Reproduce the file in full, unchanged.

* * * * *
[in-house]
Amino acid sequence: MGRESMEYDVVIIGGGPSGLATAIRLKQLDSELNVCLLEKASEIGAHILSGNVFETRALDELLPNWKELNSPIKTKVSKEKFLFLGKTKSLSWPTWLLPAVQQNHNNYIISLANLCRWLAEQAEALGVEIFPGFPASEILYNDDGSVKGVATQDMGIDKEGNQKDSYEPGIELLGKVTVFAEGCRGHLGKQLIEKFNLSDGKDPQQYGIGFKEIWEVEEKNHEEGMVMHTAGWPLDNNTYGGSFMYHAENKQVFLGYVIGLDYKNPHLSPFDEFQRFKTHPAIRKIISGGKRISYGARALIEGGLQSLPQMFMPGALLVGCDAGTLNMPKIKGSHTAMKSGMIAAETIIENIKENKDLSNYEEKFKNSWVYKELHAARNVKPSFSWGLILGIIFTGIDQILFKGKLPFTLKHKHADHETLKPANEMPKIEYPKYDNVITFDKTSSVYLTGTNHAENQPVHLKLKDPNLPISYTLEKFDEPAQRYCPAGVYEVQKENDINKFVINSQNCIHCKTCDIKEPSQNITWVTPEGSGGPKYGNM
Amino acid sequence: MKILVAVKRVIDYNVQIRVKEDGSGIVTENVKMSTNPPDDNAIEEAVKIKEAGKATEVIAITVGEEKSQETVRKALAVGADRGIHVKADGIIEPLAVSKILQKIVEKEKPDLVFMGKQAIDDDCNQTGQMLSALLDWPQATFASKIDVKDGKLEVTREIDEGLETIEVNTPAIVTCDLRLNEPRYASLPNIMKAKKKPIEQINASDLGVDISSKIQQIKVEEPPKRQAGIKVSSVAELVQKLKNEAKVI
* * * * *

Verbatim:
[in-house]
Amino acid sequence: MGRESMEYDVVIIGGGPSGLATAIRLKQLDSELNVCLLEKASEIGAHILSGNVFETRALDELLPNWKELNSPIKTKVSKEKFLFLGKTKSLSWPTWLLPAVQQNHNNYIISLANLCRWLAEQAEALGVEIFPGFPASEILYNDDGSVKGVATQDMGIDKEGNQKDSYEPGIELLGKVTVFAEGCRGHLGKQLIEKFNLSDGKDPQQYGIGFKEIWEVEEKNHEEGMVMHTAGWPLDNNTYGGSFMYHAENKQVFLGYVIGLDYKNPHLSPFDEFQRFKTHPAIRKIISGGKRISYGARALIEGGLQSLPQMFMPGALLVGCDAGTLNMPKIKGSHTAMKSGMIAAETIIENIKENKDLSNYEEKFKNSWVYKELHAARNVKPSFSWGLILGIIFTGIDQILFKGKLPFTLKHKHADHETLKPANEMPKIEYPKYDNVITFDKTSSVYLTGTNHAENQPVHLKLKDPNLPISYTLEKFDEPAQRYCPAGVYEVQKENDINKFVINSQNCIHCKTCDIKEPSQNITWVTPEGSGGPKYGNM
Amino acid sequence: MKILVAVKRVIDYNVQIRVKEDGSGIVTENVKMSTNPPDDNAIEEAVKIKEAGKATEVIAITVGEEKSQETVRKALAVGADRGIHVKADGIIEPLAVSKILQKIVEKEKPDLVFMGKQAIDDDCNQTGQMLSALLDWPQATFASKIDVKDGKLEVTREIDEGLETIEVNTPAIVTCDLRLNEPRYASLPNIMKAKKKPIEQINASDLGVDISSKIQQIKVEEPPKRQAGIKVSSVAELVQKLKNEAKVI